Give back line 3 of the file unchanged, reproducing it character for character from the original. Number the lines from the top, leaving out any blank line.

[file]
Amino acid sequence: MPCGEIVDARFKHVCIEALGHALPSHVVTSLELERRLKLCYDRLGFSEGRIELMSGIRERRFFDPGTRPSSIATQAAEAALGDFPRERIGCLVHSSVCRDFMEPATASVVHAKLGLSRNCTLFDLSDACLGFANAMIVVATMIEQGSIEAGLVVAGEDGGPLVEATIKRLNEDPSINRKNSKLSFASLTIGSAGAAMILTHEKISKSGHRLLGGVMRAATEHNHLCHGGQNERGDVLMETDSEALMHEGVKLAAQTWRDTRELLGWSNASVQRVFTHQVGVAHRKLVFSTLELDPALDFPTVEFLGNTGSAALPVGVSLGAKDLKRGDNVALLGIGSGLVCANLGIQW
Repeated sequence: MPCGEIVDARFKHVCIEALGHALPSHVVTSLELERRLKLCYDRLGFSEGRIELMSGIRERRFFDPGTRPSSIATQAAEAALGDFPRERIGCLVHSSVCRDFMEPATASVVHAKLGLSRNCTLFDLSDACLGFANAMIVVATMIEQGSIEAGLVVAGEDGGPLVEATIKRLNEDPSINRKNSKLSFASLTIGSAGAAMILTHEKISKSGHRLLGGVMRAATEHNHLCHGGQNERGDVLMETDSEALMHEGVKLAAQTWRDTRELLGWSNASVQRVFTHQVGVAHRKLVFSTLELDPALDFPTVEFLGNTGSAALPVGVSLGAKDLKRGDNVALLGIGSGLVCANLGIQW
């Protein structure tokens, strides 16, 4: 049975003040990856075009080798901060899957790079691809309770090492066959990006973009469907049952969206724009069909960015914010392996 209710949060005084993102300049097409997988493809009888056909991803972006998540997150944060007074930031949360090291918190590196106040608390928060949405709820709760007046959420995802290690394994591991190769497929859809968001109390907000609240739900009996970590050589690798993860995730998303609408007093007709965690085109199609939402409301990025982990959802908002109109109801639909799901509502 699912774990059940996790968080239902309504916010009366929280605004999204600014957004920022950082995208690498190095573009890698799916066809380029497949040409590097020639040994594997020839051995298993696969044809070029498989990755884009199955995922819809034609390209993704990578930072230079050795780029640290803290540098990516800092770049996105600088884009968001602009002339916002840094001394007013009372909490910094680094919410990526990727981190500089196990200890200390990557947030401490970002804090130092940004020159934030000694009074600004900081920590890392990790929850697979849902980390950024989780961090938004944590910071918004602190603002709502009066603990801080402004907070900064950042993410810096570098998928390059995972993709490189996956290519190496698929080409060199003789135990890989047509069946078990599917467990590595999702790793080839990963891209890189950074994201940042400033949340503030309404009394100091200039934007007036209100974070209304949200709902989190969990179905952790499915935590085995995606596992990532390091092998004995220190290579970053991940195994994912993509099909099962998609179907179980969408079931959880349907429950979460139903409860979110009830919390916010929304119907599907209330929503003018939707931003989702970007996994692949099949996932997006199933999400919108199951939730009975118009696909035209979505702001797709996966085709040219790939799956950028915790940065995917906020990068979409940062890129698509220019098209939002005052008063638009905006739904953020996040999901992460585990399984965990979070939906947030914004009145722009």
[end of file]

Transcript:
């Protein structure tokens, strides 16, 4: 049975003040990856075009080798901060899957790079691809309770090492066959990006973009469907049952969206724009069909960015914010392996 209710949060005084993102300049097409997988493809009888056909991803972006998540997150944060007074930031949360090291918190590196106040608390928060949405709820709760007046959420995802290690394994591991190769497929859809968001109390907000609240739900009996970590050589690798993860995730998303609408007093007709965690085109199609939402409301990025982990959802908002109109109801639909799901509502 699912774990059940996790968080239902309504916010009366929280605004999204600014957004920022950082995208690498190095573009890698799916066809380029497949040409590097020639040994594997020839051995298993696969044809070029498989990755884009199955995922819809034609390209993704990578930072230079050795780029640290803290540098990516800092770049996105600088884009968001602009002339916002840094001394007013009372909490910094680094919410990526990727981190500089196990200890200390990557947030401490970002804090130092940004020159934030000694009074600004900081920590890392990790929850697979849902980390950024989780961090938004944590910071918004602190603002709502009066603990801080402004907070900064950042993410810096570098998928390059995972993709490189996956290519190496698929080409060199003789135990890989047509069946078990599917467990590595999702790793080839990963891209890189950074994201940042400033949340503030309404009394100091200039934007007036209100974070209304949200709902989190969990179905952790499915935590085995995606596992990532390091092998004995220190290579970053991940195994994912993509099909099962998609179907179980969408079931959880349907429950979460139903409860979110009830919390916010929304119907599907209330929503003018939707931003989702970007996994692949099949996932997006199933999400919108199951939730009975118009696909035209979505702001797709996966085709040219790939799956950028915790940065995917906020990068979409940062890129698509220019098209939002005052008063638009905006739904953020996040999901992460585990399984965990979070939906947030914004009145722009």